I'm not sure how my era of fandom should be classified.
I was born in November 1962 and vaguely
remember a sequence or two when the series first aired (specifically the "looming" shot of the Doomsday Machine as it slowly filled the screen accompanied by Sol Kaplan's score), but I remembered a bit more of "Lost in Space" when it still aired in prime-time.
It was actually the Fall of 1972 when I started to watch the syndicated reruns with rapt attention. And I did so initially
so I'd know what to do when my childhood buddy Kyle wanted to play "let's pretend". (Today I guess we'd call it informal "role play", no dice, no rules, just on the spot improv'.) Kyle needed a Spock to play opposite his Kirk. Since I stood an inch or two taller than he and I possessed black hair, I got the role. Within a couple of months, I watched simply because I liked it.
Come September 1973, the animated series debuted and the the affiliate stopped airing the live-action reruns during the two years TAS aired. It did not return until the Fall of 1975. (Obviously, different affiliates handled broadcasts differently, but this was the way Birmingham, Alabama did it.)
Maybe I shoule be listed as a "first rerun" fan? Maybe there's a better term.
Anyway, a lot of points have already been mentioned, but one I didn't see (unless I just overlooked the text) was the (in)famous "Exploration Set" model kit by AMT. Yeah, we may laugh at it today given we can purchase properly scaled prop/toys released through Asylum Arts at a reasonable price. But at the time, the "kid sized" field gear was the answer to a lot of prayers. Before its release, Kyle and I had to "make do" with smuggled TV remotes as pocket phasers, binocular cases as tricorders, and probably most awkward, his mother's expended make-up "compacts" for communicators. Kyle kept the black rectangular case for himself (not that I blame him), but I got stuck with a pink circular one. I rarely "hailed the ship" if we played outside lest the older kids in the apartment complex spotted me! Finally, we had pieces that actually looked (more or less) like the equipment "real" landing parties used!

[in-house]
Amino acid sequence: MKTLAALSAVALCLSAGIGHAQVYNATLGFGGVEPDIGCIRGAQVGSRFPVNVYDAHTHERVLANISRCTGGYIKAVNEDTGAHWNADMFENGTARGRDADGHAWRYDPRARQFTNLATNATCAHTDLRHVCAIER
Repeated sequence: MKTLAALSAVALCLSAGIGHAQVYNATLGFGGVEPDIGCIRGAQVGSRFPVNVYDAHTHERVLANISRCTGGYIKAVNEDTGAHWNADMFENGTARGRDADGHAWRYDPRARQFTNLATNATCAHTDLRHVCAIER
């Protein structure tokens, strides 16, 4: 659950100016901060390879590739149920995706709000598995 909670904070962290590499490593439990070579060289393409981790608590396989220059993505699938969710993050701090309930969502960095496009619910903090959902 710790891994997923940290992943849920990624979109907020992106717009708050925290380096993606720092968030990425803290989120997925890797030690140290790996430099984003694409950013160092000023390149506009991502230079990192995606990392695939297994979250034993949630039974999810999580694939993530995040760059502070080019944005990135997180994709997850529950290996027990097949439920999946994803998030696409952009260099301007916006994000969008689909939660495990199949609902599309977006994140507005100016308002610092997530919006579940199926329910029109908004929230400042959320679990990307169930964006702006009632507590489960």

I never figured out how to make acceptable ears. Today, there exists all sorts of ear tip appliances, but during my personal "heyday" spanning from 1972 to 75 (when Kyle and I both moved from the complex), decent ear props just didn't exist. No, I didn't do the "cardboard schtick"; even I was not that dorky. A local magic shop sold "elf" ears, but they slipped over the entire ear and looked clownishly oversized. One time my father and I patroned a local "celebrity themed" restaurant and I saw a waiter dressed as Spock. His ears, while not as refined as Nimoy's appliances certainly looked better than the rubber "ear muffs" I saw in the shop. He explained that he used a material called "nose putty", basically a clay-like material used to build up distinctive facial features. Later, I bought a tube, but I never could shape it as I wanted and it sure as h3ll didn't want to adhere to my ears. (In retrospect, I assumed he used additional materials like spirit gum to "glue" the putty into place.) Of course, by the time we moved apart (Kyle to a different town), my incentive to "role play" was gone.